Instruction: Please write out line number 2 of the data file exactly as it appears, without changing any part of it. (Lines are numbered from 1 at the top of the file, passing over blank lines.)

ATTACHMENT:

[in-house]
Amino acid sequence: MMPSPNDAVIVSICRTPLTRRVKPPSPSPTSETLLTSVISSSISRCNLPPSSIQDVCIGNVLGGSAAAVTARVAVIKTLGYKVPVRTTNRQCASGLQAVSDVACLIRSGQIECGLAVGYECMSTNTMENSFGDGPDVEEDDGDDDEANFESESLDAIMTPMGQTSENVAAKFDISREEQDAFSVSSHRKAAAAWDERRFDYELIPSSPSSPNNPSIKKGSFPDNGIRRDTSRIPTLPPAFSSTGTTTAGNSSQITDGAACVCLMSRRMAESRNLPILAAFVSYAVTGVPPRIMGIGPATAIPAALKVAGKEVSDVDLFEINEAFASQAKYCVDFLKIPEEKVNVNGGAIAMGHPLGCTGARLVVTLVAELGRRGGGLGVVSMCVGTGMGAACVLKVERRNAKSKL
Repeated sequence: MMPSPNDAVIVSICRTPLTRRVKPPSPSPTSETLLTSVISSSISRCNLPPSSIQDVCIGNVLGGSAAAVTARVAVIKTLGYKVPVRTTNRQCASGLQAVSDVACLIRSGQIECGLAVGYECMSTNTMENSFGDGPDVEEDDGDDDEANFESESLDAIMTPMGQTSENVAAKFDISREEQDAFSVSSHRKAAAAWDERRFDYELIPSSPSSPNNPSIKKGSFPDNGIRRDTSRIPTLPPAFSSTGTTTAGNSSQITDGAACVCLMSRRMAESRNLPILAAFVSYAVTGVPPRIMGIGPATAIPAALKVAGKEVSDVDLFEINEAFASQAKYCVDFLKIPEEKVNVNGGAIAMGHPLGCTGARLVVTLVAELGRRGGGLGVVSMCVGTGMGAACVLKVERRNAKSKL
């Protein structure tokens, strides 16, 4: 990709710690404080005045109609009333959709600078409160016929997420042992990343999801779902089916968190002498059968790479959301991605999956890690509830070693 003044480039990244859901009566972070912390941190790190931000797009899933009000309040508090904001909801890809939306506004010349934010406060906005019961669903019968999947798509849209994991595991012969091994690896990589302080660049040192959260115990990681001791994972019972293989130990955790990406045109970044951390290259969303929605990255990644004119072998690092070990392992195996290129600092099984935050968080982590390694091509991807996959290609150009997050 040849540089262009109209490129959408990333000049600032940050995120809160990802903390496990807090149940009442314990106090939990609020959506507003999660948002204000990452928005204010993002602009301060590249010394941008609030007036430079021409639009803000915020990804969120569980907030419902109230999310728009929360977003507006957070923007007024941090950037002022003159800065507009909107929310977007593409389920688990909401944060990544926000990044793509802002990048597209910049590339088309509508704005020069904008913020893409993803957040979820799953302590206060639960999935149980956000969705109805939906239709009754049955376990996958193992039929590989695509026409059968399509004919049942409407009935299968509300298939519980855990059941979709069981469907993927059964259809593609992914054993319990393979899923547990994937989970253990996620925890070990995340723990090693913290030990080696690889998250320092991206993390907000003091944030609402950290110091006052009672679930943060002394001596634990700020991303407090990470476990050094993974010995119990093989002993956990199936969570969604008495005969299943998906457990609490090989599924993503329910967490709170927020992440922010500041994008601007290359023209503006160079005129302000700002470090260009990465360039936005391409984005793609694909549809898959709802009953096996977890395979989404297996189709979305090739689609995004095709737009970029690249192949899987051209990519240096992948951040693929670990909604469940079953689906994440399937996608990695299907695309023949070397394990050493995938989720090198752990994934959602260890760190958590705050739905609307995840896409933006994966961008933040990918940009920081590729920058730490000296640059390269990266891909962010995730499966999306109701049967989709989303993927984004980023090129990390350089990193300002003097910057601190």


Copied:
Amino acid sequence: MMPSPNDAVIVSICRTPLTRRVKPPSPSPTSETLLTSVISSSISRCNLPPSSIQDVCIGNVLGGSAAAVTARVAVIKTLGYKVPVRTTNRQCASGLQAVSDVACLIRSGQIECGLAVGYECMSTNTMENSFGDGPDVEEDDGDDDEANFESESLDAIMTPMGQTSENVAAKFDISREEQDAFSVSSHRKAAAAWDERRFDYELIPSSPSSPNNPSIKKGSFPDNGIRRDTSRIPTLPPAFSSTGTTTAGNSSQITDGAACVCLMSRRMAESRNLPILAAFVSYAVTGVPPRIMGIGPATAIPAALKVAGKEVSDVDLFEINEAFASQAKYCVDFLKIPEEKVNVNGGAIAMGHPLGCTGARLVVTLVAELGRRGGGLGVVSMCVGTGMGAACVLKVERRNAKSKL